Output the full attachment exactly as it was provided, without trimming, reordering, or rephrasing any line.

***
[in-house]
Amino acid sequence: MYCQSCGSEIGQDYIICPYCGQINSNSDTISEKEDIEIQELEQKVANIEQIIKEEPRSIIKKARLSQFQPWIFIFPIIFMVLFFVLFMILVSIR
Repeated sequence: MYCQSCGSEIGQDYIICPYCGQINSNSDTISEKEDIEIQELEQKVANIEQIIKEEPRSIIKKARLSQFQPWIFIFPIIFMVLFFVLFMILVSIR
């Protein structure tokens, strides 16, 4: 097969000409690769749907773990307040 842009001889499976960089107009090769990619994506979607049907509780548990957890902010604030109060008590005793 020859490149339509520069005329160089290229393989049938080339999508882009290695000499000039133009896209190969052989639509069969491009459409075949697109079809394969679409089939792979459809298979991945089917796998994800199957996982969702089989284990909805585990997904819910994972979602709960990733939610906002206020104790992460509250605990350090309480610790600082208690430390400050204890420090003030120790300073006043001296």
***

[in-house]
Amino acid sequence: MYCQSCGSEIGQDYIICPYCGQINSNSDTISEKEDIEIQELEQKVANIEQIIKEEPRSIIKKARLSQFQPWIFIFPIIFMVLFFVLFMILVSIR
Repeated sequence: MYCQSCGSEIGQDYIICPYCGQINSNSDTISEKEDIEIQELEQKVANIEQIIKEEPRSIIKKARLSQFQPWIFIFPIIFMVLFFVLFMILVSIR
């Protein structure tokens, strides 16, 4: 097969000409690769749907773990307040 842009001889499976960089107009090769990619994506979607049907509780548990957890902010604030109060008590005793 020859490149339509520069005329160089290229393989049938080339999508882009290695000499000039133009896209190969052989639509069969491009459409075949697109079809394969679409089939792979459809298979991945089917796998994800199957996982969702089989284990909805585990997904819910994972979602709960990733939610906002206020104790992460509250605990350090309480610790600082208690430390400050204890420090003030120790300073006043001296």